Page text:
Teachers' sense of efficacy and African American student engagement: A case study of classes in a selected Kentucky middle school
U.S. citizens have faith in education's power to transform society, yet their beliefs about education are both strong and contradictory (Lee & Smith, 2001). Although denied education for centuries, African Americans have faith in education as a means to transform their reality. In spite years of education reform, a persistent achievement gap continues to exist between European American and African American students (Williams, 1996; Haycock, 1998, 2001). Recent research suggests that some teachers do not believe they cannot effectively teach African American students (Pang & Sablan, 1998). This lack of belief in being able to affect learning is of particular concern because teachers' self-efficacy, or teachers' beliefs in whether they can affect learning, relates consistently to teaching and learning (Bandura, 1997; Woolfolk & Hoy, 1990).
This qualitative research investigated teachers and their instruction-based interactions with African American students in a selected Kentucky middle school that was struggling to close the state accountability-defined achievement gap. Kentucky is a state undergoing sustained education reform and federal mandates of No Child Left Behind legislation. This exploratory descriptive study sought connections and patterns among constructs of teacher self-efficacy and African American student engagement.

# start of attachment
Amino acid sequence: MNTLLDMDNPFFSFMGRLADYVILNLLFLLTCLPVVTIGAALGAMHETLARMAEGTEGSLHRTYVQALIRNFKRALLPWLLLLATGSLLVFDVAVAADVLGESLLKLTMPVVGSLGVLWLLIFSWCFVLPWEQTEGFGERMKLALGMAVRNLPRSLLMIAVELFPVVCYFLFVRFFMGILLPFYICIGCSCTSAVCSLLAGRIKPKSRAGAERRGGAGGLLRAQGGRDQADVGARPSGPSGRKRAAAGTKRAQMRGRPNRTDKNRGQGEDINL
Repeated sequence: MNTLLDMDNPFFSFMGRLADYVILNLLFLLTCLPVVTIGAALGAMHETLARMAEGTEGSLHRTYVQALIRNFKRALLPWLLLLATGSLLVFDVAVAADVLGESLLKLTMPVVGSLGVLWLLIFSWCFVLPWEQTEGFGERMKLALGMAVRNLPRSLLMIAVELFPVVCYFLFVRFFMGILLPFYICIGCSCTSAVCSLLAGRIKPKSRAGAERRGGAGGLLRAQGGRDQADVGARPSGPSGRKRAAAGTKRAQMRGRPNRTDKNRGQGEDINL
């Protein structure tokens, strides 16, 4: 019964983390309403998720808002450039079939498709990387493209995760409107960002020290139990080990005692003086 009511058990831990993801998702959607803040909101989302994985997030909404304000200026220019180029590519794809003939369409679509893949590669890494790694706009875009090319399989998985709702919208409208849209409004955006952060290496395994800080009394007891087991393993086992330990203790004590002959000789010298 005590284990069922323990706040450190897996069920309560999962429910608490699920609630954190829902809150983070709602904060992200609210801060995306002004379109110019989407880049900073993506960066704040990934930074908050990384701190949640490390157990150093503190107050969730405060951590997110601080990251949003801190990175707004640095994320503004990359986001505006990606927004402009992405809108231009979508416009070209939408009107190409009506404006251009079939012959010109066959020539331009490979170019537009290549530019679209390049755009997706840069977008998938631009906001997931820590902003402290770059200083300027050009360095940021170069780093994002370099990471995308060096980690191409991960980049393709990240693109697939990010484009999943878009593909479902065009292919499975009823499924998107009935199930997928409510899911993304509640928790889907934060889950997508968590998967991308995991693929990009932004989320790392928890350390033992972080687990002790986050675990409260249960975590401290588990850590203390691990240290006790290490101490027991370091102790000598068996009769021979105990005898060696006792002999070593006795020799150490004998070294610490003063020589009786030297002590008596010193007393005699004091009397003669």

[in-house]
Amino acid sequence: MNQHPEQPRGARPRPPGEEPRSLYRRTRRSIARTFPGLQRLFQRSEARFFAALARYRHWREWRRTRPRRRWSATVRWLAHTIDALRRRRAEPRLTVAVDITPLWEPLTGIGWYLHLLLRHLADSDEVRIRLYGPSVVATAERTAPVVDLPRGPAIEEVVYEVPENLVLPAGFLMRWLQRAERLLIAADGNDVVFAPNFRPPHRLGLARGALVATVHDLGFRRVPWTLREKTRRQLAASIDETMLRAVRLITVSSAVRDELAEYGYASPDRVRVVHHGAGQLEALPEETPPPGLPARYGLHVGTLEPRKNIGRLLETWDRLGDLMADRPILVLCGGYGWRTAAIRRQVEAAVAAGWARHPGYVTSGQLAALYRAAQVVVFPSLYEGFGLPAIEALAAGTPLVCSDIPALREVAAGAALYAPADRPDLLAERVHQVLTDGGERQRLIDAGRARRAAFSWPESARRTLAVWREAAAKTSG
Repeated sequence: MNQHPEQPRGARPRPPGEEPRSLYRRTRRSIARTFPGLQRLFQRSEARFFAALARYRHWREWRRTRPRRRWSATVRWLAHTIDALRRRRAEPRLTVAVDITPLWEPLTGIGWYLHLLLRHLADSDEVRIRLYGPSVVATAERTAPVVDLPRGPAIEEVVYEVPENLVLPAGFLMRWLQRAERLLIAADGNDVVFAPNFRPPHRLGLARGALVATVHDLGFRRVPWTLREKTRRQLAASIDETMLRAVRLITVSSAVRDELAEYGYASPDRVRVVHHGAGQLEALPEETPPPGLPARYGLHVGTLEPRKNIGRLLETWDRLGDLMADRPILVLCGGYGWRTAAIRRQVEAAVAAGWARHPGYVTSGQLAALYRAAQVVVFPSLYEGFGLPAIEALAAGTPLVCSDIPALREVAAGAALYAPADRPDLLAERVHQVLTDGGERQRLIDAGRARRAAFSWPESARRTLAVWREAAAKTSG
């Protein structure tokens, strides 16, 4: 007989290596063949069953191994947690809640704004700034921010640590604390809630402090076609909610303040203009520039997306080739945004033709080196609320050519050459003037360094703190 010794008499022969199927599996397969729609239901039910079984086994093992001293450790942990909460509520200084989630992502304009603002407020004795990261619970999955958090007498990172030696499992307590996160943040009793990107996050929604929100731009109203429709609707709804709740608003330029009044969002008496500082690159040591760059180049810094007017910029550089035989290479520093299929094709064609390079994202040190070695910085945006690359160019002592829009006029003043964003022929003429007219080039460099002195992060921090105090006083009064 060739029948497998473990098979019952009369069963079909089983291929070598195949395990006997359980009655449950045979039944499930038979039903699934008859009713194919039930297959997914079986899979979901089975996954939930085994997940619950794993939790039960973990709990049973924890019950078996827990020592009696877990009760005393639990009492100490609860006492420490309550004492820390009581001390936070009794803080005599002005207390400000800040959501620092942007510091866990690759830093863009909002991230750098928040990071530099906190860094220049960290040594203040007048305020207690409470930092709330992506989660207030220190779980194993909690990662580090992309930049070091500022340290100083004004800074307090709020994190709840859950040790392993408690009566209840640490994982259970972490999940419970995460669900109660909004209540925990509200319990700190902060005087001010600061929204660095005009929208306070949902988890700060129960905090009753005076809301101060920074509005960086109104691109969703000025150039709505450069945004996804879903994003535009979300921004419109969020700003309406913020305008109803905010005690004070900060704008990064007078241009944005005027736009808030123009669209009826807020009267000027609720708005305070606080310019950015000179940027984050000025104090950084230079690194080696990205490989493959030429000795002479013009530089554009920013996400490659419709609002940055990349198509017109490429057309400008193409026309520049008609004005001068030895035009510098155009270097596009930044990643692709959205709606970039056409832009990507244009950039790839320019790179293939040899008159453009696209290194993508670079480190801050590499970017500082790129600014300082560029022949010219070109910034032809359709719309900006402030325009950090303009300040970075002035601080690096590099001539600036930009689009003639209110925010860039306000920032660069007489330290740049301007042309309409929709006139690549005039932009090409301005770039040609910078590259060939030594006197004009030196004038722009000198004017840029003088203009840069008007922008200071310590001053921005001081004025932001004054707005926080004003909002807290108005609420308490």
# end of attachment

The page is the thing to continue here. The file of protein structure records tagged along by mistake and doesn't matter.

Teacher self-efficacy (Bandura, 1997) and Critical Race Theory (Ladson-Billings, 2003) were the conceptual lens through which the researcher-participant framed analyses of data from teacher interviews, classroom observations, focus groups of African American students, and school document reviews.
Findings suggest a need to recognize race as a little understood, yet critical phenomenon of schooling, and a need to include racial and diversity issues in pre-service teacher education and practitioner action research. The goal for racial awareness is personal transformation and meaningful learning that recognizes, rather than silences, racial effects and addresses social justice with culturally responsive teaching.
Minority & ethnic groups;
0530: Teacher education
0631: Minority & ethnic groups
0325: African Americans
0533: Secondary education